The Sporting Life
by Dennis Doyle
A Tidewater Table
Chesapeake Country gives a feast to be thankful for
The Chesapeake Tidewater still provides a wild bounty that is cause for celebration, especially during the holidays, and certainly at Thanksgiving. Many natural species have diminished with the pressures of Western civilization, but others have flourished. There are many more deer here than greeted the original colonists, and though the striped bass and blue crab may not be as numerous as they once were, they certainly delight a population never imagined by our forefathers.
In this vein, I have crafted a Thanksgiving menu that I believe reflects some of the true treasures that have been with us these hundreds of years. The appetizers may have originated elsewhere, but the deer species, fish and vegetables were right here to greet us when we first stepped ashore.
Tidewater Thanksgiving for Six
• Appetizers: Slices of apples and pears with cheddar and stilton cheeses served with crusty bread.
• Entrées: Hind quarter of venison stuffed with garlic, smoked over hardwood coals; fillet of rockfish broiled with blue crab dressing.
• Vegetables: Baked butternut squash, steamed green beans, wild rice tossed in butter and lemon.
• Dessert: Pumpkin pies (but purchased from the local market).
Preparing the Entrees
Start the venison early in the day. Rinse the meat, pat it dry, then pierce it with a sharp, slim-bladed knife to the depth of about two inches, inserting in each cavity a generous sliver of fresh garlic. Place a piece of garlic about every three inches or so throughout the roast. Then, rub all over generously with olive oil, and liberally sprinkle with coarse salt and pepper. Place on a platter, and let sit for three to four hours at room temperature.
For the smoke, immerse two cups of mesquite chips in water an hour prior to lighting the charcoal (which should be started at least two hours before dinner). When all of the coals are hot to the point of white ash, divide them into two generous piles in either side of your barbecue. Place a drip pan in the center, and heap the soaked mesquite onto each bank of burning charcoal. Position the grate and place the hind quarter between the hot coals and cover, opening the adjustable apertures enough to guarantee a hot fire (350 to 400 degrees).
After an hour and 15 minutes, check the internal temperature of the meat. Venison at room temperature before cooking needs only 12 to 15 minutes a pound to reach medium, at which deer is its most savory. Remove the meat when it has reached 160 degrees, and let stand 15 minutes before carving.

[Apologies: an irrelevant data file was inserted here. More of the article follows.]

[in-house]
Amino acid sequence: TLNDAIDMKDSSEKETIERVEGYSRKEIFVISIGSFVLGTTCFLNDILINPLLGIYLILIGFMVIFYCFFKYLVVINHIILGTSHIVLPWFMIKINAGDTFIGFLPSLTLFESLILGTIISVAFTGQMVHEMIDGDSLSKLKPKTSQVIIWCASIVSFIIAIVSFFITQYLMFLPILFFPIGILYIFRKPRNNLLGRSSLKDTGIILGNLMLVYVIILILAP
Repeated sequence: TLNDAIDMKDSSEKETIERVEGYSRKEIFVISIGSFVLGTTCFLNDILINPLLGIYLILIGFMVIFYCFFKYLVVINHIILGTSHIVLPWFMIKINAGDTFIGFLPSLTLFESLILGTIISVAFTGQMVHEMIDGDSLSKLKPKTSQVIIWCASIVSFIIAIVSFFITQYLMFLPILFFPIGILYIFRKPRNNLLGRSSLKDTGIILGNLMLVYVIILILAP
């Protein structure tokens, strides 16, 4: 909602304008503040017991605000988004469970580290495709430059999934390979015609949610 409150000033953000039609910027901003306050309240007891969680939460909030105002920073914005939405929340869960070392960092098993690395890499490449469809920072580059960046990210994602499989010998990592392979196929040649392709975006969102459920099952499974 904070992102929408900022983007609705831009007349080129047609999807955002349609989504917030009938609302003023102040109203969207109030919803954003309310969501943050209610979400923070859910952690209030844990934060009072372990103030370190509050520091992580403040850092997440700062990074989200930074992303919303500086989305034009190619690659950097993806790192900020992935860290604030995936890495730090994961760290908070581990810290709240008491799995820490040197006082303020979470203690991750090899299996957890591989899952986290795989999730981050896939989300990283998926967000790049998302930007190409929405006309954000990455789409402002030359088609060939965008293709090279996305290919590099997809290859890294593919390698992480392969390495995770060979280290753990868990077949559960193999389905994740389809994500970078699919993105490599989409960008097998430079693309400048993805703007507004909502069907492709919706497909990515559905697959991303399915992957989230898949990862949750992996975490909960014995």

Three rockfish filets will take 15 minutes in a broiler, 10 minutes on the first side, five on the second. Rub each filet with olive oil, sprinkle with salt and pepper and place close to the heat. Turn when the first side browns heavily; it’s done when the second side does the same.
At the same time, sauté 11⁄2 cups of crabmeat in melted butter, stirring sparingly to avoid fracturing the meat. Mix together 2⁄3 cup mayonnaise, a teaspoon of Dijon mustard, two teaspoons of lemon juice, a heaping tablespoon of chopped pimento, a sprinkle of capers, and 1⁄2 teaspoon salt. Gently fold this into the crabmeat. When hot, cover and turn off the heat after a minute or so. Stir gently before spooning over the rockfish filets as you serve.
The wild rice takes an hour to prepare. Rinse 11⁄2 cups of wild rice, cover with a generous amount of cold water, bring to a boil and cook for 20 minutes. Drain and repeat, adding 1⁄2 teaspoon of salt this time. Drain again, and cook in a vegetable steamer for 20 minutes. Just prior to serving, toss lightly with three tablespoons melted butter and two teaspoons lemon juice.
Split the butternut squash in half, remove the seeds and pith and bake at 375 degrees for 45 minutes. Remove from the oven, and scoop out the meat of the squash into a bowl. Mash with 1⁄8 pound butter. Serve sprinkled with a heaping tablespoon of brown sugar over the top.
Steam the green beans about 12 to 15 minutes, or until they are just tender but still with a touch of crispness. Toss in butter and serve with a sprinkle of thinly sliced almonds.
In this season, meals like this have been celebrated at tables around the Chesapeake Tidewater for some 400 years.
Fish Are Biting
TThe hot spot is the mouth of the Choptank, with loads of keeper rock to 30 inches. The first of the big ocean stripers have arrived mid-Bay, with a 42-incher reported at Love Point. Wind and cold weather have kept many anglers off the water, but those getting out are catching fish trolling, chumming, eeling and deep jigging. Big perch are sticking around, but most other species have fled for the Atlantic. There is only a month left in rockfish season; don’t waste it.